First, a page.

McGuire’s extended family relationships are fascinating–an example of how tight-knit some criminal associations were in lower Manhattan. As Byrnes mentions, two of McGuires sisters, Isabelle and Julia, claimed to be the wife of green goods operator Tom Davis, who was a member of the notorious Davis family. John McGuire was a partner during his pickpocket days of Tom Davis’ brother, Theodore “The.” Davis. McGuire himself was said by the New York Herald to be married to a Davis sister, “Henrietta”–but no record of this marriage has surfaced; and no sibling named “Henrietta” can be found in the census records of the Davis family. Mary Davis, who was a sibling of this family, married the famous bank thief Dutch Heinrich (Edwin Newman). The Davis brothers, as well as Dutch Heinrich, had their careers ended before Inspector Byrnes wrote his book; otherwise their profiles surely would have merited inclusion.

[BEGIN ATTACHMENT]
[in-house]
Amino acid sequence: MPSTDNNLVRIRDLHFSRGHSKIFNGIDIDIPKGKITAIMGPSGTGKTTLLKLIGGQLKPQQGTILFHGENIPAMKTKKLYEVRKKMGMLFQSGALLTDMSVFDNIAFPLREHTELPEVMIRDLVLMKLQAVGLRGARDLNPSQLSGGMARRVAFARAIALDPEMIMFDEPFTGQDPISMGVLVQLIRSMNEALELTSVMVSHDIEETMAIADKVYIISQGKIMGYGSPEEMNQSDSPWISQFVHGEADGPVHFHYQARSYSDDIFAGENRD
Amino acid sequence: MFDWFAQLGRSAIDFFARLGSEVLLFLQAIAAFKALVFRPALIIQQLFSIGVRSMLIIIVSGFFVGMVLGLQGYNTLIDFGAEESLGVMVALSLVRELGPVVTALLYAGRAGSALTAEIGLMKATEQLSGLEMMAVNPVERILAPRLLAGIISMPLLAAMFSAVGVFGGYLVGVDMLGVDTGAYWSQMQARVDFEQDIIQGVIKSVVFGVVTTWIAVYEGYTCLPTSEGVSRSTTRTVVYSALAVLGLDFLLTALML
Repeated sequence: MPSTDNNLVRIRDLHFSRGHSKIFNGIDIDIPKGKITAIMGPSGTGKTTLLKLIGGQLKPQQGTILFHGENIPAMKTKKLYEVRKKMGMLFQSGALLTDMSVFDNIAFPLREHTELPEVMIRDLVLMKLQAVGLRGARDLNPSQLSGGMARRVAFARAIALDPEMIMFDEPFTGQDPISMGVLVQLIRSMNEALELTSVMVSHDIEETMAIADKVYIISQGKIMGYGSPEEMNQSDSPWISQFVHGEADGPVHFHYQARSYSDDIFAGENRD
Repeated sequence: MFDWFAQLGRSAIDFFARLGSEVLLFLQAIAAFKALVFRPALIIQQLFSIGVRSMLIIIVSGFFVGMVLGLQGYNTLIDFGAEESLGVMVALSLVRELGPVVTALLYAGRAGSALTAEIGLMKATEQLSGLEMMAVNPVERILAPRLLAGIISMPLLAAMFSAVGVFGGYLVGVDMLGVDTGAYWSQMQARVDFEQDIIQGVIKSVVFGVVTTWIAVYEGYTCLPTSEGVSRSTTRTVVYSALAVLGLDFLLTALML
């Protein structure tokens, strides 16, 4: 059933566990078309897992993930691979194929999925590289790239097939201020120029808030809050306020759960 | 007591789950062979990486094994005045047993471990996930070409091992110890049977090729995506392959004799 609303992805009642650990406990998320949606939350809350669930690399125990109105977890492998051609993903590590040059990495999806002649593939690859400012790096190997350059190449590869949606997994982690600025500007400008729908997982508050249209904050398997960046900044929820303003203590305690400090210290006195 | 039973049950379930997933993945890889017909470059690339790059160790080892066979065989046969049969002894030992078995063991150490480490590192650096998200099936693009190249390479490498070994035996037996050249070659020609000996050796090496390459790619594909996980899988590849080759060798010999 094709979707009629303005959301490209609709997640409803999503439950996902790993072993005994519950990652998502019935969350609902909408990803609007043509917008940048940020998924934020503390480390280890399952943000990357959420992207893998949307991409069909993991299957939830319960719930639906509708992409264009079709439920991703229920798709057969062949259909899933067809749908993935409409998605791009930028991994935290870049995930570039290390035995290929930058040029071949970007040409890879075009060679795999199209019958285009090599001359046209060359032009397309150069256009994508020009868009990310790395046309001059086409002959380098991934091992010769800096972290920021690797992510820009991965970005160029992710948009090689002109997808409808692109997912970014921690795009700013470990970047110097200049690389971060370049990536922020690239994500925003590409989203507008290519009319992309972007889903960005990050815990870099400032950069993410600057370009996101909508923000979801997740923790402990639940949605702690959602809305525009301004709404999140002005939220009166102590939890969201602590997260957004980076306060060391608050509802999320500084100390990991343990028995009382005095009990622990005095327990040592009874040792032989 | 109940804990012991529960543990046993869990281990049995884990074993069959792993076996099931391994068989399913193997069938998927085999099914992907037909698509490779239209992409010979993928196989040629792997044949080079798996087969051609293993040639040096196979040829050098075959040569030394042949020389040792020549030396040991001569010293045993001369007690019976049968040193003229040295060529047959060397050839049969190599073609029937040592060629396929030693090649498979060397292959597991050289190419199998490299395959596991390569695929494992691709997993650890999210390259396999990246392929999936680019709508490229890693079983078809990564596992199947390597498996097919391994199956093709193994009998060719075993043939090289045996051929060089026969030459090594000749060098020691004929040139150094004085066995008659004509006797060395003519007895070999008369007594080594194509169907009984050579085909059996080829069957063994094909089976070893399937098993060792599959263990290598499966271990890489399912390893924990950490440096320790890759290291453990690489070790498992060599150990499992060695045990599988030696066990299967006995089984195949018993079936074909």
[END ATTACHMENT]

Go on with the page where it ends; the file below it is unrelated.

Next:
John McGuire was picking pockets as a teen in the late 1860s. He was caught in 1867 and–because of earlier arrests–sent to State prison for four years. McGuire was caught again in 1878; and again in October 1879, when he was sentenced to Blackwell’s Island Penitentiary for two years. McGuire had such clean, innocent looks and a pleasant, insinuating manner that he was given the job of librarian of the prison. He was also rewarded for his good behavior by being given the responsibility of driving a mule cart used to make deliveries between buildings on Blackwell’s Island. One day in July, 1880, the cart was found in the warden’s flowerbed, alongside the East River, without its driver. McGuire had apparently been picked up by a waiting rowboat.

He was not heard from again for five years, when he was arrested in Philadelphia and recognized. McGuire was returned to New York to serve out the remainder of his sentence on Blackwell’s Island.